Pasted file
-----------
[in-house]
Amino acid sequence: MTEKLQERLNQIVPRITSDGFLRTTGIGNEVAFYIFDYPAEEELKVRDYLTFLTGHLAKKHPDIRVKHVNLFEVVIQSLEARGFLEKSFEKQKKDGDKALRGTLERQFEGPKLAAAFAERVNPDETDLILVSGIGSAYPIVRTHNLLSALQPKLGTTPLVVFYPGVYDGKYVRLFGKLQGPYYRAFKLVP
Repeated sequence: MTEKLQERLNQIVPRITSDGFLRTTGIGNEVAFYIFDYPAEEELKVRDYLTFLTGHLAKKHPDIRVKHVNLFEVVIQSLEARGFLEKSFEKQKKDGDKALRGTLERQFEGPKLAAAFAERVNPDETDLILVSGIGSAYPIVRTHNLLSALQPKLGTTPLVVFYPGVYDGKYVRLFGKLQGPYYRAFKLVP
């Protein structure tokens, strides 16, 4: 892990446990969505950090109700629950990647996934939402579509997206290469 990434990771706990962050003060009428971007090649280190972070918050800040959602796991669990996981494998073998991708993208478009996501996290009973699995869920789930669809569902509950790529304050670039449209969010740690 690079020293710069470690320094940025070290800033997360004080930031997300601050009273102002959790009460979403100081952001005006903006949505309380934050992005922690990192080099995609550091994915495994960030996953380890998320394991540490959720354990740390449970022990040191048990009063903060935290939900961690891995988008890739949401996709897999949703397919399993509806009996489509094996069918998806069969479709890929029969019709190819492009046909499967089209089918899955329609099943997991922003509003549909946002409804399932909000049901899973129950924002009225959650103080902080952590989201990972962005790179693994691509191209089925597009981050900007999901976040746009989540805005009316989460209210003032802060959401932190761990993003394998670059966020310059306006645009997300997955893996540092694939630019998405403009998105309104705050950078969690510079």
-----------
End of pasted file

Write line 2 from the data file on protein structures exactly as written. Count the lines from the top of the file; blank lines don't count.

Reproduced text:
Amino acid sequence: MTEKLQERLNQIVPRITSDGFLRTTGIGNEVAFYIFDYPAEEELKVRDYLTFLTGHLAKKHPDIRVKHVNLFEVVIQSLEARGFLEKSFEKQKKDGDKALRGTLERQFEGPKLAAAFAERVNPDETDLILVSGIGSAYPIVRTHNLLSALQPKLGTTPLVVFYPGVYDGKYVRLFGKLQGPYYRAFKLVP